Dining like the Nawabs

The recently-opened restaurant, No. 9 Park in Kalyani Nagar aims to popularise authentic Awadhi cuisine

Located in the tranquil Lane No 12 in Kalyani Nagar, No. 9 Park provides a perfect fine dining experience. While the Joggers Park located next to it lends to the ambience of the restaurant, the interiors done in ebony wood, with walls in a two-tone brown and yellow, and the low lightening, emulate the aristocratic sheen associated with the Nawabs of Lucknow and Awadh. "No.9 signifies an auspicious beginning and the Park refers to the Joggers Park located on the opposite side of the road," says director Rishi Kapoor, explaining how the name of the restaurant was ideated.

The absence of restaurants offering Awadhi cuisine in the city prompted Kapoor to establish his own. "I grew up in Bareilly, where the influence of Lucknowi and Awadhi cuisines is very high. When I came to Pune four years back and searched for places serving Awadhi food I found out that only a few dishes were available on some menus," recalls Kapoor. Soon, he was setting up his own place, and the chefs were called in from Lucknow. "Some people working here are directly related to the Qureshi family, who were originally the Khansamas for the Nawabs of Lucknow and Awadh. The same quality reflects in the dishes," says Kapoor, a former employee with a shipping firm.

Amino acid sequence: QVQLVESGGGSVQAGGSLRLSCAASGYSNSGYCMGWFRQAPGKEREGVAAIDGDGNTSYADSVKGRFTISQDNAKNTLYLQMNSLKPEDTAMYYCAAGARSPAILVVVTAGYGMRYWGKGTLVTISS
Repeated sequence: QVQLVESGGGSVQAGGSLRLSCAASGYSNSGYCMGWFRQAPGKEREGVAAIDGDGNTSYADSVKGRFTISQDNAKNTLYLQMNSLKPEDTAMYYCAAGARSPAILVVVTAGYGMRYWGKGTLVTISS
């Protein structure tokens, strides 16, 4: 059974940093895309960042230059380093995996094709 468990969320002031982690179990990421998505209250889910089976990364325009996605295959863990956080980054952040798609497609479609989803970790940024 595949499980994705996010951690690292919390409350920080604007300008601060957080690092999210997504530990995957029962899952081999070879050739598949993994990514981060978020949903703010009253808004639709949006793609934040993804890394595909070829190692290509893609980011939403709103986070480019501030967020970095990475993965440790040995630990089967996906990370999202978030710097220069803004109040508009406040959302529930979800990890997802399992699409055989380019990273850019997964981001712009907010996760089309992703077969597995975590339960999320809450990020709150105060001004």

Our own experience was pleasant. Dishes like Til Dahi ke Kebaab, Murgh Ajwaini Tikka and the traditional Galouti and Kakori kebab live up to their authentic names. The chicken biryani is worth a try. The meat cooked on dum along with the rice, without spices, is not heavy but light and aromatic. "Unlike Hyderabadi food, Awadhi is not heavy on the spices and garam masala. The dishes in Awadh tend to be very succulent and tender. For instance, even today kebabs like the Kakori kebabs and Galouti kebabs are made by traditionally beating minced meat with a wooden mallet to achieve fine consistency. These are little things that have to be done to ensure authenticity," says Kapoor, narrating an anecdote. "The Nawabs back then were spoilt by the luxurious lives they led. Owing to their addiction to tobacco and other vices, they were unable to chew their food, so the cooks were instructed to make the meats and the vegetables as tender as possible," he adds.

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